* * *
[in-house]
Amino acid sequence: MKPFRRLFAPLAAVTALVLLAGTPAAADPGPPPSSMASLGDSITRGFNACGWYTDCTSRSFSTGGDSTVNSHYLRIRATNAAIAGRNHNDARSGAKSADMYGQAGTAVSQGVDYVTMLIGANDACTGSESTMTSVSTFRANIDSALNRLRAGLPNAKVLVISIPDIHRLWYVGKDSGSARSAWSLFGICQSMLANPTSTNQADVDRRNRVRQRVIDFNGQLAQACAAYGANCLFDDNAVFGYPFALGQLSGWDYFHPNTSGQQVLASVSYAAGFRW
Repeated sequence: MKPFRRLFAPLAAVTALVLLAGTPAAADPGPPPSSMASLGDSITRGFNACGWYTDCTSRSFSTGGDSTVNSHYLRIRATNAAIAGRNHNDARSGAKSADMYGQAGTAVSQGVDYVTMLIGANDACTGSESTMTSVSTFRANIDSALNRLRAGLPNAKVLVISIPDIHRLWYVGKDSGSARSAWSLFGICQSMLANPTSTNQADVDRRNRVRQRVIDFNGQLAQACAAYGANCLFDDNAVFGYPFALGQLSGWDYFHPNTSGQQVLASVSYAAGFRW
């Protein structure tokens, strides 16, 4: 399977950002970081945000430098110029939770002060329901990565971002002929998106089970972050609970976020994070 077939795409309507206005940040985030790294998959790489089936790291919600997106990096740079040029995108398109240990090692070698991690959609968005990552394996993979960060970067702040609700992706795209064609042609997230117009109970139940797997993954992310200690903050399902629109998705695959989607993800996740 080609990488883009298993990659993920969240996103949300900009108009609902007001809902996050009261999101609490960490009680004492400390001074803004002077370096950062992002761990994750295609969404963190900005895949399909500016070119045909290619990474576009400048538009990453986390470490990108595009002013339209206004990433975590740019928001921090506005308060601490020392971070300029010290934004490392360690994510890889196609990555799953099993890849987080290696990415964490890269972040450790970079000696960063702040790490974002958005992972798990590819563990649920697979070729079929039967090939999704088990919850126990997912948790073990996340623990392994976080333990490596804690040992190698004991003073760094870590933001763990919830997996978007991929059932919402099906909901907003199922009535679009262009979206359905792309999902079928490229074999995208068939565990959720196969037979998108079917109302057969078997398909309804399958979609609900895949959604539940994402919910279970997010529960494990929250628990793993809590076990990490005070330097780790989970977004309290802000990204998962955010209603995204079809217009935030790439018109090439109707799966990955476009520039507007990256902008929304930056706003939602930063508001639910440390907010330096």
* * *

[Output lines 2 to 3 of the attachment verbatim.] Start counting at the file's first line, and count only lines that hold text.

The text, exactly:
Amino acid sequence: MKPFRRLFAPLAAVTALVLLAGTPAAADPGPPPSSMASLGDSITRGFNACGWYTDCTSRSFSTGGDSTVNSHYLRIRATNAAIAGRNHNDARSGAKSADMYGQAGTAVSQGVDYVTMLIGANDACTGSESTMTSVSTFRANIDSALNRLRAGLPNAKVLVISIPDIHRLWYVGKDSGSARSAWSLFGICQSMLANPTSTNQADVDRRNRVRQRVIDFNGQLAQACAAYGANCLFDDNAVFGYPFALGQLSGWDYFHPNTSGQQVLASVSYAAGFRW
Repeated sequence: MKPFRRLFAPLAAVTALVLLAGTPAAADPGPPPSSMASLGDSITRGFNACGWYTDCTSRSFSTGGDSTVNSHYLRIRATNAAIAGRNHNDARSGAKSADMYGQAGTAVSQGVDYVTMLIGANDACTGSESTMTSVSTFRANIDSALNRLRAGLPNAKVLVISIPDIHRLWYVGKDSGSARSAWSLFGICQSMLANPTSTNQADVDRRNRVRQRVIDFNGQLAQACAAYGANCLFDDNAVFGYPFALGQLSGWDYFHPNTSGQQVLASVSYAAGFRW